• Understanding your drinking habits
  • Thinking about your decision to drink on each occasion
  • Cutting back on alcohol
  • Taking a break from alcohol
  • Doing more activities sober
  • Socializing without drinking
  • Learning the benefits of sobriety
  • Wanting to live a healthier life

Who is Sober Curiosity For?

Sober curious doesn’t mean you’re giving up drinking for good. It’s a way to explore your relationship with alcohol. 

Being sober curious just means you’re questioning how alcohol affects your life. There’s no long-term commitment or responsibility to stop drinking.

Sober curiosity helps you ask yourself some key questions like:

  • Why do you drink?
  • How do you feel when you drink?
  • What would happen when you stop drinking?

Some people choose to abstain from drinking entirely, while others decide to limit their drinks to one every so often. If the idea of lessening or quitting alcohol for your health is appealing, sober curiosity is for you.

Sober Curiosity is Not For

Being sober curious is not usually an option for people with:

  • Serious alcohol disorders
  • Alcoholism
  • Alcohol cravings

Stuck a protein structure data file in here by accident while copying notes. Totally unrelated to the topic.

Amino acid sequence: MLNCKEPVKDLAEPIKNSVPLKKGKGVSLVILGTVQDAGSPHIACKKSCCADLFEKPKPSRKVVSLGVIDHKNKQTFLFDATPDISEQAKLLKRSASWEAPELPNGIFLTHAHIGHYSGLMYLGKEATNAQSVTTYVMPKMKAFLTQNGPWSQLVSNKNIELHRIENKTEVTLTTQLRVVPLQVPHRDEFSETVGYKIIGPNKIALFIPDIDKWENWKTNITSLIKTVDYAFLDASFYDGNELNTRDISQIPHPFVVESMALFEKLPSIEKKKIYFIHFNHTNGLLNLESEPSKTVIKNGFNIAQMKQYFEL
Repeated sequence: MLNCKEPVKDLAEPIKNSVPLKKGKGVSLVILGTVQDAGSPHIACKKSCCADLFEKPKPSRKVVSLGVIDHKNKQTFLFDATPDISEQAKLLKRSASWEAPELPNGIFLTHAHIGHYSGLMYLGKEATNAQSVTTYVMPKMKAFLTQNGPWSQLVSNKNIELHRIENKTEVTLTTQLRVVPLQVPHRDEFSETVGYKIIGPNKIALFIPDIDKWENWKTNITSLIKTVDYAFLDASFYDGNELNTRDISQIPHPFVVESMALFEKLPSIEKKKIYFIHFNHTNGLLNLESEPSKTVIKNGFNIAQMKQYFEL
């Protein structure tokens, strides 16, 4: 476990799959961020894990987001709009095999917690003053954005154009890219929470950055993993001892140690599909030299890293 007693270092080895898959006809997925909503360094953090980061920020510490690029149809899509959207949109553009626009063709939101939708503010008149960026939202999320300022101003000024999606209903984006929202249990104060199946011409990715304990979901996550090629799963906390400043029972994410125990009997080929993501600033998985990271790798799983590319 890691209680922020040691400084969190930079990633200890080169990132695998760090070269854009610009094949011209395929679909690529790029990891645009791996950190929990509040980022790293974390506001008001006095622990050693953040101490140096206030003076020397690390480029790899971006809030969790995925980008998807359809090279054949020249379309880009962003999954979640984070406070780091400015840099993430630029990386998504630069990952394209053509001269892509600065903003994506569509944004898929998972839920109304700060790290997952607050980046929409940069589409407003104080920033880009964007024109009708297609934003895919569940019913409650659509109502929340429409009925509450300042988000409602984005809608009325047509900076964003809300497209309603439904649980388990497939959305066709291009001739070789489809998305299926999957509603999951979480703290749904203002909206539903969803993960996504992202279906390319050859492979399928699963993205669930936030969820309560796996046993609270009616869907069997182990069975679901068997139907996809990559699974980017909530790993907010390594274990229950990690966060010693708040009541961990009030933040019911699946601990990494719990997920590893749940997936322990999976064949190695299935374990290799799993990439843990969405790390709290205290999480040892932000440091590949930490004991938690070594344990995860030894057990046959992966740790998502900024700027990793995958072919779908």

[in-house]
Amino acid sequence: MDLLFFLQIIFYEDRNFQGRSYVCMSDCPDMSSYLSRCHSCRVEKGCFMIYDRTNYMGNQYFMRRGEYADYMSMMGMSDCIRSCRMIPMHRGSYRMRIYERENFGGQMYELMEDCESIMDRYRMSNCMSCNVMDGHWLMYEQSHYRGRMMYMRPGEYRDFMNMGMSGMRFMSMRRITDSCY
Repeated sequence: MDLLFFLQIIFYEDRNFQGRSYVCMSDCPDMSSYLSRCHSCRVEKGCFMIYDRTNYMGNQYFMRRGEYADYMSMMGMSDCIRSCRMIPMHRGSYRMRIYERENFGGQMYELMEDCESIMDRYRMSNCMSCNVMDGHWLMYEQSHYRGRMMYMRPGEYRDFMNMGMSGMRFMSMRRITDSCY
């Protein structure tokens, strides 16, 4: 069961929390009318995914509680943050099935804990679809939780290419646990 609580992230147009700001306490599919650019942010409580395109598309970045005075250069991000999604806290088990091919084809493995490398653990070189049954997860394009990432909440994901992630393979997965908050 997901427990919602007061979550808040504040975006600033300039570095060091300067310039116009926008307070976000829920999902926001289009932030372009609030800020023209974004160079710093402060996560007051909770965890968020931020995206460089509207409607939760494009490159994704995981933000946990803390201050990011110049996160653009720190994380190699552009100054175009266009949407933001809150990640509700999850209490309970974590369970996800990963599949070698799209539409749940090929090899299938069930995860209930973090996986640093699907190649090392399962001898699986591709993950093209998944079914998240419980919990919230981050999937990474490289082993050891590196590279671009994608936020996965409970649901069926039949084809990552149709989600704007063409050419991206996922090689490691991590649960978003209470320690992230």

• Alcohol withdrawal symptoms 
  • Depression

Sober curiosity is not a permanent solution and is not intended to be. If you or someone you know is struggling with alcohol use disorder, seek professional help.

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How to Live a Sober Curious Lifestyle

If you want to lead a sober curious life, there are some tips you can follow:

1. Create A Plan

With a plan in place, you’ll be prepared to face situations involving alcohol.

Consider alcohol-free socializing

If drinking alcohol has been a regular activity among you and your friends, it’s time to shake up the routine. Try other activities, like a hike, a movie night, or a picnic in the park.

Plan for inevitable invitations

It may feel awkward to say no to someone who offers you a drink or to hang out with your friends who drink alcohol. Think about these potential situations, then rehearse what you’ll say or do.